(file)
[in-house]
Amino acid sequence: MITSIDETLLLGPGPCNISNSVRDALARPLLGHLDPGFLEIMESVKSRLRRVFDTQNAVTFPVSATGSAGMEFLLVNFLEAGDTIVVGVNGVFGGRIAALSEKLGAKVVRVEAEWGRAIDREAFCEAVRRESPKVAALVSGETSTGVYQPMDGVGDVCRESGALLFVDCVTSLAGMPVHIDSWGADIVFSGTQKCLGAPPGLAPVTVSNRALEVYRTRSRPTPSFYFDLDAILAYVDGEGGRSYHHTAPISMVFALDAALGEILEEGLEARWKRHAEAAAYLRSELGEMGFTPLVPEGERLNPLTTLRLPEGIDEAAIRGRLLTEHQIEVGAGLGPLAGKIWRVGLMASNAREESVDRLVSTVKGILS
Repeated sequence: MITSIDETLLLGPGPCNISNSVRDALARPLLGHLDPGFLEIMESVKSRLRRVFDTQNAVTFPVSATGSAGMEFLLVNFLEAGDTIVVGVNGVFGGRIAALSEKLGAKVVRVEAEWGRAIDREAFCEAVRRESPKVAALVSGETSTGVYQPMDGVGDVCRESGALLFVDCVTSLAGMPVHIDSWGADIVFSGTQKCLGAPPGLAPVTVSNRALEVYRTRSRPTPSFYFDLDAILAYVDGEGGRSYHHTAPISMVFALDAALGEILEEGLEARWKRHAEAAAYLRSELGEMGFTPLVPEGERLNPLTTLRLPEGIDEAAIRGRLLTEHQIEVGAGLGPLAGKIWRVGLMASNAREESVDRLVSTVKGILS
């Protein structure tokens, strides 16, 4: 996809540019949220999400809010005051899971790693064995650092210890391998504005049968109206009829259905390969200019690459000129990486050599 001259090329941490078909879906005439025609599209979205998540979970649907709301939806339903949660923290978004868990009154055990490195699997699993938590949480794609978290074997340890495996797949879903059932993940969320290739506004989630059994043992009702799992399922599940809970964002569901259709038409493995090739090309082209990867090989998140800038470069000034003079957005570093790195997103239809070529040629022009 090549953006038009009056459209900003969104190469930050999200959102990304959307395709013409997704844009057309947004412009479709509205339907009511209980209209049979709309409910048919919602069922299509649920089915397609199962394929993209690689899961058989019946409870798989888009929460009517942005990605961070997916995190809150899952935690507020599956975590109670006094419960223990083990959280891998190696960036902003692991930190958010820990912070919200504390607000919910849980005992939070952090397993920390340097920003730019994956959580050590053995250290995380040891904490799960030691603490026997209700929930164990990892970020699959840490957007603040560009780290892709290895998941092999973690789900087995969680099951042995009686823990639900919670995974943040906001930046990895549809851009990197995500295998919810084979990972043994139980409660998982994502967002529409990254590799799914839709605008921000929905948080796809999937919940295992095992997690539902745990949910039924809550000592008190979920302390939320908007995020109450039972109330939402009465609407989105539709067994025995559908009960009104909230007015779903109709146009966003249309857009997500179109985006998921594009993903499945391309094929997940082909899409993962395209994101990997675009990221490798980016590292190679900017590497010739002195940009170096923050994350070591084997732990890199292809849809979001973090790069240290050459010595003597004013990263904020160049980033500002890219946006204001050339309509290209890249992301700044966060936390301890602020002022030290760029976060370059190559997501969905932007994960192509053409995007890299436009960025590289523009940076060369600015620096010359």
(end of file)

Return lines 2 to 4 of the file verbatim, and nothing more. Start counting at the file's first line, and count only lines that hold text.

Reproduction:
Amino acid sequence: MITSIDETLLLGPGPCNISNSVRDALARPLLGHLDPGFLEIMESVKSRLRRVFDTQNAVTFPVSATGSAGMEFLLVNFLEAGDTIVVGVNGVFGGRIAALSEKLGAKVVRVEAEWGRAIDREAFCEAVRRESPKVAALVSGETSTGVYQPMDGVGDVCRESGALLFVDCVTSLAGMPVHIDSWGADIVFSGTQKCLGAPPGLAPVTVSNRALEVYRTRSRPTPSFYFDLDAILAYVDGEGGRSYHHTAPISMVFALDAALGEILEEGLEARWKRHAEAAAYLRSELGEMGFTPLVPEGERLNPLTTLRLPEGIDEAAIRGRLLTEHQIEVGAGLGPLAGKIWRVGLMASNAREESVDRLVSTVKGILS
Repeated sequence: MITSIDETLLLGPGPCNISNSVRDALARPLLGHLDPGFLEIMESVKSRLRRVFDTQNAVTFPVSATGSAGMEFLLVNFLEAGDTIVVGVNGVFGGRIAALSEKLGAKVVRVEAEWGRAIDREAFCEAVRRESPKVAALVSGETSTGVYQPMDGVGDVCRESGALLFVDCVTSLAGMPVHIDSWGADIVFSGTQKCLGAPPGLAPVTVSNRALEVYRTRSRPTPSFYFDLDAILAYVDGEGGRSYHHTAPISMVFALDAALGEILEEGLEARWKRHAEAAAYLRSELGEMGFTPLVPEGERLNPLTTLRLPEGIDEAAIRGRLLTEHQIEVGAGLGPLAGKIWRVGLMASNAREESVDRLVSTVKGILS
């Protein structure tokens, strides 16, 4: 996809540019949220999400809010005051899971790693064995650092210890391998504005049968109206009829259905390969200019690459000129990486050599 001259090329941490078909879906005439025609599209979205998540979970649907709301939806339903949660923290978004868990009154055990490195699997699993938590949480794609978290074997340890495996797949879903059932993940969320290739506004989630059994043992009702799992399922599940809970964002569901259709038409493995090739090309082209990867090989998140800038470069000034003079957005570093790195997103239809070529040629022009 090549953006038009009056459209900003969104190469930050999200959102990304959307395709013409997704844009057309947004412009479709509205339907009511209980209209049979709309409910048919919602069922299509649920089915397609199962394929993209690689899961058989019946409870798989888009929460009517942005990605961070997916995190809150899952935690507020599956975590109670006094419960223990083990959280891998190696960036902003692991930190958010820990912070919200504390607000919910849980005992939070952090397993920390340097920003730019994956959580050590053995250290995380040891904490799960030691603490026997209700929930164990990892970020699959840490957007603040560009780290892709290895998941092999973690789900087995969680099951042995009686823990639900919670995974943040906001930046990895549809851009990197995500295998919810084979990972043994139980409660998982994502967002529409990254590799799914839709605008921000929905948080796809999937919940295992095992997690539902745990949910039924809550000592008190979920302390939320908007995020109450039972109330939402009465609407989105539709067994025995559908009960009104909230007015779903109709146009966003249309857009997500179109985006998921594009993903499945391309094929997940082909899409993962395209994101990997675009990221490798980016590292190679900017590497010739002195940009170096923050994350070591084997732990890199292809849809979001973090790069240290050459010595003597004013990263904020160049980033500002890219946006204001050339309509290209890249992301700044966060936390301890602020002022030290760029976060370059190559997501969905932007994960192509053409995007890299436009960025590289523009940076060369600015620096010359």